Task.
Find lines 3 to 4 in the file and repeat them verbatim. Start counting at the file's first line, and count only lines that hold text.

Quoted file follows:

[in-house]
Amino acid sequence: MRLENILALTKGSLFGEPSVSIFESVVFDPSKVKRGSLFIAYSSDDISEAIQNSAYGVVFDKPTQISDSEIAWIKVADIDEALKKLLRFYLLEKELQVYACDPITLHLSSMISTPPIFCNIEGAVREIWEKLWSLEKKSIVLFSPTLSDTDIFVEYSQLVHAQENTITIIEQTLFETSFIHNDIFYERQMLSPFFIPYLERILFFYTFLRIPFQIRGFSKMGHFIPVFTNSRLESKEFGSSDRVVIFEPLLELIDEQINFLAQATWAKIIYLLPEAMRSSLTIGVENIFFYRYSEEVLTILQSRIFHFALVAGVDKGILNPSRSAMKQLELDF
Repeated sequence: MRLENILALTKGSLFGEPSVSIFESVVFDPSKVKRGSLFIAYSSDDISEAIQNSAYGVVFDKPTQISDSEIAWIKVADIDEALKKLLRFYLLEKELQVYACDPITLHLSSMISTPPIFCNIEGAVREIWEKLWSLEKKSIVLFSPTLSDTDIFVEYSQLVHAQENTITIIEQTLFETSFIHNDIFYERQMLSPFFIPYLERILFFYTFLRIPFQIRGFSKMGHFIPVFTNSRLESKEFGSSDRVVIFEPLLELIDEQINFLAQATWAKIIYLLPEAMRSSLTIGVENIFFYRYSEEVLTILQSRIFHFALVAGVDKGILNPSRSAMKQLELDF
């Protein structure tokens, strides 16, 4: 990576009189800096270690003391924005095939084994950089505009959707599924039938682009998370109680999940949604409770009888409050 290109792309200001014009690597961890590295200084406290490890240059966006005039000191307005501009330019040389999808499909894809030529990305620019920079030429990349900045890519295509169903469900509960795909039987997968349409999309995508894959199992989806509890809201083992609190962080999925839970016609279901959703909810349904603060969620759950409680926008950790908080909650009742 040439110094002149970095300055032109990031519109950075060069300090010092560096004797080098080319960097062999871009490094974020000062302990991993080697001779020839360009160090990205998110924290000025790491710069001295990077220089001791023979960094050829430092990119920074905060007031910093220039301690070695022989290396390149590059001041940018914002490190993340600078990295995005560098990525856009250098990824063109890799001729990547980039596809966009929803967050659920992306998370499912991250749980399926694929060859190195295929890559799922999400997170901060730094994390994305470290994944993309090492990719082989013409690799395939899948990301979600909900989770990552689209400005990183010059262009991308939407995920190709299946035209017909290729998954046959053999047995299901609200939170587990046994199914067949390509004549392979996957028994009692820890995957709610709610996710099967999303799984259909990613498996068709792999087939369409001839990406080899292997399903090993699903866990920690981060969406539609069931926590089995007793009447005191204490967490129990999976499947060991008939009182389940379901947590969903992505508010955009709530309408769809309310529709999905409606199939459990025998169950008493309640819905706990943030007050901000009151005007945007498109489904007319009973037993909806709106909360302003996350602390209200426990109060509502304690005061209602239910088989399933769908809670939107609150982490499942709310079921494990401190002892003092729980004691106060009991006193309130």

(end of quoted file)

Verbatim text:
Repeated sequence: MRLENILALTKGSLFGEPSVSIFESVVFDPSKVKRGSLFIAYSSDDISEAIQNSAYGVVFDKPTQISDSEIAWIKVADIDEALKKLLRFYLLEKELQVYACDPITLHLSSMISTPPIFCNIEGAVREIWEKLWSLEKKSIVLFSPTLSDTDIFVEYSQLVHAQENTITIIEQTLFETSFIHNDIFYERQMLSPFFIPYLERILFFYTFLRIPFQIRGFSKMGHFIPVFTNSRLESKEFGSSDRVVIFEPLLELIDEQINFLAQATWAKIIYLLPEAMRSSLTIGVENIFFYRYSEEVLTILQSRIFHFALVAGVDKGILNPSRSAMKQLELDF
């Protein structure tokens, strides 16, 4: 990576009189800096270690003391924005095939084994950089505009959707599924039938682009998370109680999940949604409770009888409050 290109792309200001014009690597961890590295200084406290490890240059966006005039000191307005501009330019040389999808499909894809030529990305620019920079030429990349900045890519295509169903469900509960795909039987997968349409999309995508894959199992989806509890809201083992609190962080999925839970016609279901959703909810349904603060969620759950409680926008950790908080909650009742 040439110094002149970095300055032109990031519109950075060069300090010092560096004797080098080319960097062999871009490094974020000062302990991993080697001779020839360009160090990205998110924290000025790491710069001295990077220089001791023979960094050829430092990119920074905060007031910093220039301690070695022989290396390149590059001041940018914002490190993340600078990295995005560098990525856009250098990824063109890799001729990547980039596809966009929803967050659920992306998370499912991250749980399926694929060859190195295929890559799922999400997170901060730094994390994305470290994944993309090492990719082989013409690799395939899948990301979600909900989770990552689209400005990183010059262009991308939407995920190709299946035209017909290729998954046959053999047995299901609200939170587990046994199914067949390509004549392979996957028994009692820890995957709610709610996710099967999303799984259909990613498996068709792999087939369409001839990406080899292997399903090993699903866990920690981060969406539609069931926590089995007793009447005191204490967490129990999976499947060991008939009182389940379901947590969903992505508010955009709530309408769809309310529709999905409606199939459990025998169950008493309640819905706990943030007050901000009151005007945007498109489904007319009973037993909806709106909360302003996350602390209200426990109060509502304690005061209602239910088989399933769908809670939107609150982490499942709310079921494990401190002892003092729980004691106060009991006193309130």